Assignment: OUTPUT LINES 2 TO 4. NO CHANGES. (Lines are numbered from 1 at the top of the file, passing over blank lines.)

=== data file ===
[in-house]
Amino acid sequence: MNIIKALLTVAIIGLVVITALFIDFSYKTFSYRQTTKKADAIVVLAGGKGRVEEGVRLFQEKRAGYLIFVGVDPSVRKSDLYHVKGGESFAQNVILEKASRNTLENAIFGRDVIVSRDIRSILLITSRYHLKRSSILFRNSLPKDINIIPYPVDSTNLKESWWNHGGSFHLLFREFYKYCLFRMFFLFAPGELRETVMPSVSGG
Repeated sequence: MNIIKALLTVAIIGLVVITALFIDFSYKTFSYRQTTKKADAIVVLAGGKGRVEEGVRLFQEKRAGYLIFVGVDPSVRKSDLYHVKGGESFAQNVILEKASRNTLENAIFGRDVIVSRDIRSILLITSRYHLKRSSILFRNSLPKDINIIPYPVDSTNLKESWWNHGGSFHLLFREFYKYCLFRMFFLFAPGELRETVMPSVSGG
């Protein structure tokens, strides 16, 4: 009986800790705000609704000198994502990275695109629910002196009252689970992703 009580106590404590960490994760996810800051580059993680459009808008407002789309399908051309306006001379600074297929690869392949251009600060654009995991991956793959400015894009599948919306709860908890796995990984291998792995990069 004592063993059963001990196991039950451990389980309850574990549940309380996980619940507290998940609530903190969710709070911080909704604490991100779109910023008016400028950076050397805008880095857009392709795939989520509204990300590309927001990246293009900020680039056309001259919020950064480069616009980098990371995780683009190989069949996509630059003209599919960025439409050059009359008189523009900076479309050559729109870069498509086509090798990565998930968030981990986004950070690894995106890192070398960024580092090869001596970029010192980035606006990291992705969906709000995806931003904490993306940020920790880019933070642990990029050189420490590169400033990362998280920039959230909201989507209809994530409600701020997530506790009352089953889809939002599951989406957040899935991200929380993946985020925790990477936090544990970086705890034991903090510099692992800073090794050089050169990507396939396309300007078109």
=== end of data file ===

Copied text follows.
Amino acid sequence: MNIIKALLTVAIIGLVVITALFIDFSYKTFSYRQTTKKADAIVVLAGGKGRVEEGVRLFQEKRAGYLIFVGVDPSVRKSDLYHVKGGESFAQNVILEKASRNTLENAIFGRDVIVSRDIRSILLITSRYHLKRSSILFRNSLPKDINIIPYPVDSTNLKESWWNHGGSFHLLFREFYKYCLFRMFFLFAPGELRETVMPSVSGG
Repeated sequence: MNIIKALLTVAIIGLVVITALFIDFSYKTFSYRQTTKKADAIVVLAGGKGRVEEGVRLFQEKRAGYLIFVGVDPSVRKSDLYHVKGGESFAQNVILEKASRNTLENAIFGRDVIVSRDIRSILLITSRYHLKRSSILFRNSLPKDINIIPYPVDSTNLKESWWNHGGSFHLLFREFYKYCLFRMFFLFAPGELRETVMPSVSGG
């Protein structure tokens, strides 16, 4: 009986800790705000609704000198994502990275695109629910002196009252689970992703 009580106590404590960490994760996810800051580059993680459009808008407002789309399908051309306006001379600074297929690869392949251009600060654009995991991956793959400015894009599948919306709860908890796995990984291998792995990069 004592063993059963001990196991039950451990389980309850574990549940309380996980619940507290998940609530903190969710709070911080909704604490991100779109910023008016400028950076050397805008880095857009392709795939989520509204990300590309927001990246293009900020680039056309001259919020950064480069616009980098990371995780683009190989069949996509630059003209599919960025439409050059009359008189523009900076479309050559729109870069498509086509090798990565998930968030981990986004950070690894995106890192070398960024580092090869001596970029010192980035606006990291992705969906709000995806931003904490993306940020920790880019933070642990990029050189420490590169400033990362998280920039959230909201989507209809994530409600701020997530506790009352089953889809939002599951989406957040899935991200929380993946985020925790990477936090544990970086705890034991903090510099692992800073090794050089050169990507396939396309300007078109």